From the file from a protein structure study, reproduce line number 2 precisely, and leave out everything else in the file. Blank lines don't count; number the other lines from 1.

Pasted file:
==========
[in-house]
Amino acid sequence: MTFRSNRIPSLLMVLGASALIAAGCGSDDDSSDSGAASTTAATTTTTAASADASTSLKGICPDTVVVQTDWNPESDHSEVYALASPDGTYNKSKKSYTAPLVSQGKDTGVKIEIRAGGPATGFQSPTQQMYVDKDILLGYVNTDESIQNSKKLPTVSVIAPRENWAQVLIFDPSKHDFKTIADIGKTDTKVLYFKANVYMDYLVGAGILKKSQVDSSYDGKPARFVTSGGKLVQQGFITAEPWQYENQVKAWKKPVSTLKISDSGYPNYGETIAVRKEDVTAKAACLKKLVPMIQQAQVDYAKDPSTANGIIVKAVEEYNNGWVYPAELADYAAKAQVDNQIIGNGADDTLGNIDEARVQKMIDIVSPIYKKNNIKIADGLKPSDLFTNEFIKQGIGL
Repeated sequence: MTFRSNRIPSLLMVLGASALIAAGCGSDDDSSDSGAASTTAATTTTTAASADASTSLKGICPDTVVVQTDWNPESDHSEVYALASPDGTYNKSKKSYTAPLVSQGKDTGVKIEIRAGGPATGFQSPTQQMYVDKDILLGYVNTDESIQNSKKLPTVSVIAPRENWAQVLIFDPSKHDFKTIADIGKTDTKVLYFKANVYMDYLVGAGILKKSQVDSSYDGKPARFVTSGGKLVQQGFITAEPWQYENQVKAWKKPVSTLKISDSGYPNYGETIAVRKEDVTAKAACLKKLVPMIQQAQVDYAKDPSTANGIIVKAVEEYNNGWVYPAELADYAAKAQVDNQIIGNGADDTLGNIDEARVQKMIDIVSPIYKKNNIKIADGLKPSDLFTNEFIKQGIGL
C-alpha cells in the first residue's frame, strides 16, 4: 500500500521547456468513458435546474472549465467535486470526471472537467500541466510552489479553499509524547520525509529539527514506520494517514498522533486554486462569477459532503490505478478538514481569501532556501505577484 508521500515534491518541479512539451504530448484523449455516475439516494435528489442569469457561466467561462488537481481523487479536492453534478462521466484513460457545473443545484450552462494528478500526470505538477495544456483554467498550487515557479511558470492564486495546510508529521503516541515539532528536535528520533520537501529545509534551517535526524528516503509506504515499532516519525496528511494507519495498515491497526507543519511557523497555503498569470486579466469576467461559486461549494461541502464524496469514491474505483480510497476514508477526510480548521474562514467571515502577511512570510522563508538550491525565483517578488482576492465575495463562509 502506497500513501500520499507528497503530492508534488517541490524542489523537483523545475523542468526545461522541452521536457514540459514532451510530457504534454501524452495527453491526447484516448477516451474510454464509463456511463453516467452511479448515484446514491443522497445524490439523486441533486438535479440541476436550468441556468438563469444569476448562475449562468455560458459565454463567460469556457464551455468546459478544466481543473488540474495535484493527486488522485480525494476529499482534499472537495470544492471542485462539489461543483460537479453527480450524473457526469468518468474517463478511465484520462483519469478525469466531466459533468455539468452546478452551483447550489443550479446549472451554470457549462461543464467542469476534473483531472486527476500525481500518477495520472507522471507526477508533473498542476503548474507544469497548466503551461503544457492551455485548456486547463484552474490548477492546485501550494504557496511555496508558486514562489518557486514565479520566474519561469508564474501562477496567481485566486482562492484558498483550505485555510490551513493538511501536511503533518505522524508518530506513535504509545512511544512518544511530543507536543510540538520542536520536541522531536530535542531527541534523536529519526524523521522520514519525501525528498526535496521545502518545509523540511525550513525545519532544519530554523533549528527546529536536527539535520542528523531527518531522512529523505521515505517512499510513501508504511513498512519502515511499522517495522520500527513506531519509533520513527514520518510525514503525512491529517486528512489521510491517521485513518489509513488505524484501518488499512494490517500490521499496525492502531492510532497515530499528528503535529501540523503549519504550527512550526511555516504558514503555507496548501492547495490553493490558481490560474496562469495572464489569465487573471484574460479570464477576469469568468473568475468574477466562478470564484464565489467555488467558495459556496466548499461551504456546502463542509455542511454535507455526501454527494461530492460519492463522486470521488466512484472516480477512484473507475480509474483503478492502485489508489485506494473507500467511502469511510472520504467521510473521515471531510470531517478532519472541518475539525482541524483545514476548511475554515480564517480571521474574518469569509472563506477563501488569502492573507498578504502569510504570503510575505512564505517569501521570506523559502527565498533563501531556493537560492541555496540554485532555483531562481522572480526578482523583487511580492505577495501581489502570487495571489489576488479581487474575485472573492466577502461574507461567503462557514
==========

Amino acid sequence: MTFRSNRIPSLLMVLGASALIAAGCGSDDDSSDSGAASTTAATTTTTAASADASTSLKGICPDTVVVQTDWNPESDHSEVYALASPDGTYNKSKKSYTAPLVSQGKDTGVKIEIRAGGPATGFQSPTQQMYVDKDILLGYVNTDESIQNSKKLPTVSVIAPRENWAQVLIFDPSKHDFKTIADIGKTDTKVLYFKANVYMDYLVGAGILKKSQVDSSYDGKPARFVTSGGKLVQQGFITAEPWQYENQVKAWKKPVSTLKISDSGYPNYGETIAVRKEDVTAKAACLKKLVPMIQQAQVDYAKDPSTANGIIVKAVEEYNNGWVYPAELADYAAKAQVDNQIIGNGADDTLGNIDEARVQKMIDIVSPIYKKNNIKIADGLKPSDLFTNEFIKQGIGL